In 1961, Dagmar Wilson was so afraid of radioactive fallout from atmospheric nuclear testing endangering her children’s health, as well everyone else’s, that she called some women friends to her Georgetown back yard to organize around the issue and founded Women Strike for Peace. The movement, without political ideology or hierarchy, was dedicated to the elimination of nuclear testing but eventually evolved to call for the end of the war against Vietnam and the abolition of war itself.
Dagmar’s fear was fueled by anger over the British jailing of Bertrand Russell, the Russian resumption of atomic tests and the Berlin Wall crisis. The strikers called on President Kennedy to “End the Arms Race—Not the Human Race,” the mantra coined by her husband Christopher. The theme of the strike, Wilson said, came from President Kennedy’s own words: “Mankind must put an end to war or war will put an end to mankind.”
Six weeks later, on November 1st, a one-day strike organized by WSP brought 50,000 women in 60 cities out into the streets. Dagmar was also a successful children’s book illustrator and a freelance graphic artist. She died at the age of 94 on January 6.
How did women find out about the strike before faxes or email? Lorraine Gordon, owner of the Village Vanguard, remembers listening to jazz one evening when someone handed her a flyer. “I never participated in any political action, certainly not in a demonstration,” she told me. “I was political in my mind not in action. I lived a club life. I called the number on the flyer and Dagmar answered. She inspired me. We all had children we didn’t want to sit under desks at school. She was addressing both the Russians and Americans to stop testing atomic bombs.”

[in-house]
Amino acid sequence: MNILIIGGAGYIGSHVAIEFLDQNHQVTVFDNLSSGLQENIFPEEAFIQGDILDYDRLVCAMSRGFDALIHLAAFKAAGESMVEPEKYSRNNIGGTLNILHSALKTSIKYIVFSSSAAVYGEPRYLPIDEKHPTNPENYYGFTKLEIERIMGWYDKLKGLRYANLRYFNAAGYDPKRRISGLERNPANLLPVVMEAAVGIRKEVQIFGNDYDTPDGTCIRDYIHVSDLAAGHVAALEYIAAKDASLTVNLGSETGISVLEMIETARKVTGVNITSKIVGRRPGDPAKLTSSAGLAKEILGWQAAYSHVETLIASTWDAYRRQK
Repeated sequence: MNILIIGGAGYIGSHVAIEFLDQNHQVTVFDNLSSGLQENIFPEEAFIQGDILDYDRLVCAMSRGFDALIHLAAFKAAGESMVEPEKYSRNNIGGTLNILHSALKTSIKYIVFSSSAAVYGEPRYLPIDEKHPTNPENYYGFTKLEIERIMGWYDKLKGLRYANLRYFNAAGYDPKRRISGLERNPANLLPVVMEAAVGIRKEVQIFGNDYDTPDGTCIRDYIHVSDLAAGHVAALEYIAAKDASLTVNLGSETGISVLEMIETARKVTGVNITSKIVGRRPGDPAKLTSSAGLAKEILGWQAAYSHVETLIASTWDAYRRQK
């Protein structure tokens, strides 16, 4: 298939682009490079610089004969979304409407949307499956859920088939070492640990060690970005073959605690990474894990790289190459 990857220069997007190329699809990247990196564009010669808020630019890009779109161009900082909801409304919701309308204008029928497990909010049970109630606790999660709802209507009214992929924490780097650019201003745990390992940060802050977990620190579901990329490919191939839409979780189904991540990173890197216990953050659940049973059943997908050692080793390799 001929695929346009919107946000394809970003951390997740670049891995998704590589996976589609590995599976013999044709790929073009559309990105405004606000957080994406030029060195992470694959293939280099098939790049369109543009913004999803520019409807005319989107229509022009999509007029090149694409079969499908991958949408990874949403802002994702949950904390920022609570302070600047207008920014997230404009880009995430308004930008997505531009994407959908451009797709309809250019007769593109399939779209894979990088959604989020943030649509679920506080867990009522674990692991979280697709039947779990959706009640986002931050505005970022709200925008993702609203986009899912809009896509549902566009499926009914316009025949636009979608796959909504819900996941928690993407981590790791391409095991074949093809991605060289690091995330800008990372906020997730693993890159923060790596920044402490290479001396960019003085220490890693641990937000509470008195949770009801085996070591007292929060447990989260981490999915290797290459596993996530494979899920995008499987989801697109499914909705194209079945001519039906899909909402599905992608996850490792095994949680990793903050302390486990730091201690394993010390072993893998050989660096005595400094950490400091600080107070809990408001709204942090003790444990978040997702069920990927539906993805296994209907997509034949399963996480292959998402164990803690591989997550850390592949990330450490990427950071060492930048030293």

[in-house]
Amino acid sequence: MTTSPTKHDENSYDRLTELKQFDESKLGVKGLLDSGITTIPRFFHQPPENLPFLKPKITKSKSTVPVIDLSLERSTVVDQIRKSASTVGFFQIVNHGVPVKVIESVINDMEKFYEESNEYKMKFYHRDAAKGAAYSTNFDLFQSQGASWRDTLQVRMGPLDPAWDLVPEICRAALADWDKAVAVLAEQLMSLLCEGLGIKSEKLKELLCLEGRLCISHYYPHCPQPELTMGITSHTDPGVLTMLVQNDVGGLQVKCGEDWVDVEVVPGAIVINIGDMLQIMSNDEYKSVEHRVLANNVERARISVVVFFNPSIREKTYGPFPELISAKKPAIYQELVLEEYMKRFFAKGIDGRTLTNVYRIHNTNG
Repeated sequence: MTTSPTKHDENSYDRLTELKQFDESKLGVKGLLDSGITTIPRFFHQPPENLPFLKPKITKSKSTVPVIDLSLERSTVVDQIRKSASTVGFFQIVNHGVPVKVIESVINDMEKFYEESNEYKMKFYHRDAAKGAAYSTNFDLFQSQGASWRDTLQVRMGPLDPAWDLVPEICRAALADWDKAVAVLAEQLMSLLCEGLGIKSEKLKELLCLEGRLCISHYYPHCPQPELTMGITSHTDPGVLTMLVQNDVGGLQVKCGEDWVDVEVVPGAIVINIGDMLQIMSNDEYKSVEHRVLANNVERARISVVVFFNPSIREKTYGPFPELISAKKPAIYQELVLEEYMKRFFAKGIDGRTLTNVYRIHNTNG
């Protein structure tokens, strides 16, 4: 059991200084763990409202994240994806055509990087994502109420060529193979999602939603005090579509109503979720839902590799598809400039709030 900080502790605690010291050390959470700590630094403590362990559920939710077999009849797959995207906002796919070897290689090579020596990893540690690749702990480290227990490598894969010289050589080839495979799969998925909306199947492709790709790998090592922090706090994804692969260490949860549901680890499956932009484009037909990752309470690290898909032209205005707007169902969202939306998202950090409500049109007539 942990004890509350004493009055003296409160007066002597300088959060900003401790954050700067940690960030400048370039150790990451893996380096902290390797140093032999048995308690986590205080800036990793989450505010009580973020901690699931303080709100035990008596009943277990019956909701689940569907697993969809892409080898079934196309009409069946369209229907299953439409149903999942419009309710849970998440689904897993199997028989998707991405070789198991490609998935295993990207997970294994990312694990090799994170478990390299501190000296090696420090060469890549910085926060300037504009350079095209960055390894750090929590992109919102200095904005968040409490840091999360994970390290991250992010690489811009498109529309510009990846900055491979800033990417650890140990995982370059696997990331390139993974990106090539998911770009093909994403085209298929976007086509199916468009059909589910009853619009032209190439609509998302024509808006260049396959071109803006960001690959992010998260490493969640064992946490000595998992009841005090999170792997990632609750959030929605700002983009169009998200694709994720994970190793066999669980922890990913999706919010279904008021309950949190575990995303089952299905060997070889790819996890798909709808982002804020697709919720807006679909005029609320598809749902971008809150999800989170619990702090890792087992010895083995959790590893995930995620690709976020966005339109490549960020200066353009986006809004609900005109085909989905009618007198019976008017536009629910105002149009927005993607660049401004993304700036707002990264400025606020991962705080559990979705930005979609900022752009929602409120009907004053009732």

Mothers responded similarly when Barry Commoner, who was then a scientist at Washington University in St Louis called for baby teeth to be tested for the presence of Strontium 90. We never heard of Strontium 90, but Commoner had the idea that atmospheric testing was raining radioactivity on the grass that the cows who gave milk to our babies eat, and that baby teeth would thus show signs of the deadly poison. So, after the tooth fairy did her thing, mothers and fathers, encouraged by Dagmar, collected baby teeth, sent them to Barry and, there it was.
Our peace education began. Women gathered in living rooms and kitchens, studied nuclear radiation and decided to talk to newspaper editors to teach them to spell Strontium and urge them to write about the danger of nuclear testing. We decided it was women’s responsibility to protect their children from radioactivity. It was time for women to speak out, Dagmar said.
“It wasn’t easy for me to be the daughter of Dagmar," said Clare, her middle child. "I wanted my mom at home. I came home to find TV cameras. Once I found Coretta Scott King in the living room. I went with mom to all the demonstrations and thought she was great and respected her a lot. How dearly she wanted to protect us and her future grandchildren’s lives. She didn’t just moan, she got out and did something. Her role models were her mother’s friends. Betty Swing, a Suffragette, was arrested and force fed through the nose in jail. That happened during Dagmar’s childhood. Mom believed in making noise non-violently. I remember her voice on the telephone, speaking with such passion.”